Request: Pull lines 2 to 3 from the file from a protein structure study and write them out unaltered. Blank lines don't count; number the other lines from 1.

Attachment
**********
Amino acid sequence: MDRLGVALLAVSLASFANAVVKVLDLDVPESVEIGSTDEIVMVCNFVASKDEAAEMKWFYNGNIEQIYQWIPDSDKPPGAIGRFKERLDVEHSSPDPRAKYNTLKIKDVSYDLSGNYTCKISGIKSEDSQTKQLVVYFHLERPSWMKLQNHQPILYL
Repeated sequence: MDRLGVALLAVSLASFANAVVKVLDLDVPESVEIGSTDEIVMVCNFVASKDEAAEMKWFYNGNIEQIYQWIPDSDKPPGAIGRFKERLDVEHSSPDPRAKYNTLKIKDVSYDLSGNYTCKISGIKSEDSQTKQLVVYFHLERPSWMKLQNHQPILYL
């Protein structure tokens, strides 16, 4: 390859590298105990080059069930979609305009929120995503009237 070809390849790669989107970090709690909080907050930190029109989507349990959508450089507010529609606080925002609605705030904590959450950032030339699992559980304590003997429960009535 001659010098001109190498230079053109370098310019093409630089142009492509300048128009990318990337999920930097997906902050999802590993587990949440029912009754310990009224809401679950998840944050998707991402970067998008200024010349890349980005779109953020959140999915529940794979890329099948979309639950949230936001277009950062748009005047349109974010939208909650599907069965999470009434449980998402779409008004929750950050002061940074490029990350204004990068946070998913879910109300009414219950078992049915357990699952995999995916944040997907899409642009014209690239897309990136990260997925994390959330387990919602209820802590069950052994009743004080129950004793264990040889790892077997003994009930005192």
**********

Repeated sequence: MDRLGVALLAVSLASFANAVVKVLDLDVPESVEIGSTDEIVMVCNFVASKDEAAEMKWFYNGNIEQIYQWIPDSDKPPGAIGRFKERLDVEHSSPDPRAKYNTLKIKDVSYDLSGNYTCKISGIKSEDSQTKQLVVYFHLERPSWMKLQNHQPILYL
């Protein structure tokens, strides 16, 4: 390859590298105990080059069930979609305009929120995503009237 070809390849790669989107970090709690909080907050930190029109989507349990959508450089507010529609606080925002609605705030904590959450950032030339699992559980304590003997429960009535 001659010098001109190498230079053109370098310019093409630089142009492509300048128009990318990337999920930097997906902050999802590993587990949440029912009754310990009224809401679950998840944050998707991402970067998008200024010349890349980005779109953020959140999915529940794979890329099948979309639950949230936001277009950062748009005047349109974010939208909650599907069965999470009434449980998402779409008004929750950050002061940074490029990350204004990068946070998913879910109300009414219950078992049915357990699952995999995916944040997907899409642009014209690239897309990136990260997925994390959330387990919602209820802590069950052994009743004080129950004793264990040889790892077997003994009930005192």